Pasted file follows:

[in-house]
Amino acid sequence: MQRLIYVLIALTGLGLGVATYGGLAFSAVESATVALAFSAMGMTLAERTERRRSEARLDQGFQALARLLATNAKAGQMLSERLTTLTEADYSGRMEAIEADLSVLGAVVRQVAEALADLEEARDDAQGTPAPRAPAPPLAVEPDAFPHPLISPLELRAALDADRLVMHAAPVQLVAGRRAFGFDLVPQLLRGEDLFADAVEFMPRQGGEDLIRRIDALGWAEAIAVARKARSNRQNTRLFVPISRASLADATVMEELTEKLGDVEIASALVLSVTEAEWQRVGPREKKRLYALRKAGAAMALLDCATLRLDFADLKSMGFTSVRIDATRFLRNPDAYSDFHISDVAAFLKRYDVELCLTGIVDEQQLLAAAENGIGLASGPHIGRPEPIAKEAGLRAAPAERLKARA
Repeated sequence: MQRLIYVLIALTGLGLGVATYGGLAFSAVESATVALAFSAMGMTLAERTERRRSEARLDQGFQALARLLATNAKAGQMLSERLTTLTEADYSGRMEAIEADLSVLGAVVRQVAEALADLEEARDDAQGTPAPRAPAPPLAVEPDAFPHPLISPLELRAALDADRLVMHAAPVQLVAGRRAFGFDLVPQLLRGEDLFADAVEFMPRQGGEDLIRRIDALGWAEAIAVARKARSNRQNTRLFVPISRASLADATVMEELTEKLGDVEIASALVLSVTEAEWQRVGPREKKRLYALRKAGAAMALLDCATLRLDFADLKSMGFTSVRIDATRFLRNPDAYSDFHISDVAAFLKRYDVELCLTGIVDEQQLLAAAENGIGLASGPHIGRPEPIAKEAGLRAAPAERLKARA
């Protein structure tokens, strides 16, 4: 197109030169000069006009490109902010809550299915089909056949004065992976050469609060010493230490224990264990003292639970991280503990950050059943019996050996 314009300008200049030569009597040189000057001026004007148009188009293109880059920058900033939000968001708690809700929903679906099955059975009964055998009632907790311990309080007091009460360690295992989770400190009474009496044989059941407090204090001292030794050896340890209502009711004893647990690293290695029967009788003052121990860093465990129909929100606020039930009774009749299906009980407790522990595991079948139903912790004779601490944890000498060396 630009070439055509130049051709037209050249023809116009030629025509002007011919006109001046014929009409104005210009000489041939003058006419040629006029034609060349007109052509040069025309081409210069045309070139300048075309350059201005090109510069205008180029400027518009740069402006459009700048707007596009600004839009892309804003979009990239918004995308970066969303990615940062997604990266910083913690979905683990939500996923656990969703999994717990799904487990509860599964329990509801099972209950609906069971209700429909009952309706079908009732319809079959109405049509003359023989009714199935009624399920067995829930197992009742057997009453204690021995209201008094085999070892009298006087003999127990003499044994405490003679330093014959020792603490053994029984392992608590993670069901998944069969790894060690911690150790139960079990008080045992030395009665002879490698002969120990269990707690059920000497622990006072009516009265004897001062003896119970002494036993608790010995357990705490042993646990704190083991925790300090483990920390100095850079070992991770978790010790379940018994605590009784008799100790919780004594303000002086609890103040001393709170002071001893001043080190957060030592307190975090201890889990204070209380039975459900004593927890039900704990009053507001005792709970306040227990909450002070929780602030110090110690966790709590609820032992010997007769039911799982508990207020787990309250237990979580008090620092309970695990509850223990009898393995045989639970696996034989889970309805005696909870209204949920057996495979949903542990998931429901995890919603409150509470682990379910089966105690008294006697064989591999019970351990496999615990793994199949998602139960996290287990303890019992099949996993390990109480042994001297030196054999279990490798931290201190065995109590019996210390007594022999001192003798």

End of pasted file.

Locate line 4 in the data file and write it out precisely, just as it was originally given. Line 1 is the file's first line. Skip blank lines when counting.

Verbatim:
């Protein structure tokens, strides 16, 4: 197109030169000069006009490109902010809550299915089909056949004065992976050469609060010493230490224990264990003292639970991280503990950050059943019996050996 314009300008200049030569009597040189000057001026004007148009188009293109880059920058900033939000968001708690809700929903679906099955059975009964055998009632907790311990309080007091009460360690295992989770400190009474009496044989059941407090204090001292030794050896340890209502009711004893647990690293290695029967009788003052121990860093465990129909929100606020039930009774009749299906009980407790522990595991079948139903912790004779601490944890000498060396 630009070439055509130049051709037209050249023809116009030629025509002007011919006109001046014929009409104005210009000489041939003058006419040629006029034609060349007109052509040069025309081409210069045309070139300048075309350059201005090109510069205008180029400027518009740069402006459009700048707007596009600004839009892309804003979009990239918004995308970066969303990615940062997604990266910083913690979905683990939500996923656990969703999994717990799904487990509860599964329990509801099972209950609906069971209700429909009952309706079908009732319809079959109405049509003359023989009714199935009624399920067995829930197992009742057997009453204690021995209201008094085999070892009298006087003999127990003499044994405490003679330093014959020792603490053994029984392992608590993670069901998944069969790894060690911690150790139960079990008080045992030395009665002879490698002969120990269990707690059920000497622990006072009516009265004897001062003896119970002494036993608790010995357990705490042993646990704190083991925790300090483990920390100095850079070992991770978790010790379940018994605590009784008799100790919780004594303000002086609890103040001393709170002071001893001043080190957060030592307190975090201890889990204070209380039975459900004593927890039900704990009053507001005792709970306040227990909450002070929780602030110090110690966790709590609820032992010997007769039911799982508990207020787990309250237990979580008090620092309970695990509850223990009898393995045989639970696996034989889970309805005696909870209204949920057996495979949903542990998931429901995890919603409150509470682990379910089966105690008294006697064989591999019970351990496999615990793994199949998602139960996290287990303890019992099949996993390990109480042994001297030196054999279990490798931290201190065995109590019996210390007594022999001192003798």